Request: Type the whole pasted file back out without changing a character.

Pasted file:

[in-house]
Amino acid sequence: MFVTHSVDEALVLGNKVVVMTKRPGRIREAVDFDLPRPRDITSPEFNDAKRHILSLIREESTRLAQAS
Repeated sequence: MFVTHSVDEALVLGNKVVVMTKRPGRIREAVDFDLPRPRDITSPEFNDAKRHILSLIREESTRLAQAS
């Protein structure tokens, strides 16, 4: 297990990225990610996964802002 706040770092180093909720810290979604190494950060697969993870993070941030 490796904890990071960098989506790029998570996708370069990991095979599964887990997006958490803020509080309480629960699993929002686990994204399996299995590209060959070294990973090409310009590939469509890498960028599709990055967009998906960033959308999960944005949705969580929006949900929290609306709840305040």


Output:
[in-house]
Amino acid sequence: MFVTHSVDEALVLGNKVVVMTKRPGRIREAVDFDLPRPRDITSPEFNDAKRHILSLIREESTRLAQAS
Repeated sequence: MFVTHSVDEALVLGNKVVVMTKRPGRIREAVDFDLPRPRDITSPEFNDAKRHILSLIREESTRLAQAS
């Protein structure tokens, strides 16, 4: 297990990225990610996964802002 706040770092180093909720810290979604190494950060697969993870993070941030 490796904890990071960098989506790029998570996708370069990991095979599964887990997006958490803020509080309480629960699993929002686990994204399996299995590209060959070294990973090409310009590939469509890498960028599709990055967009998906960033959308999960944005949705969580929006949900929290609306709840305040």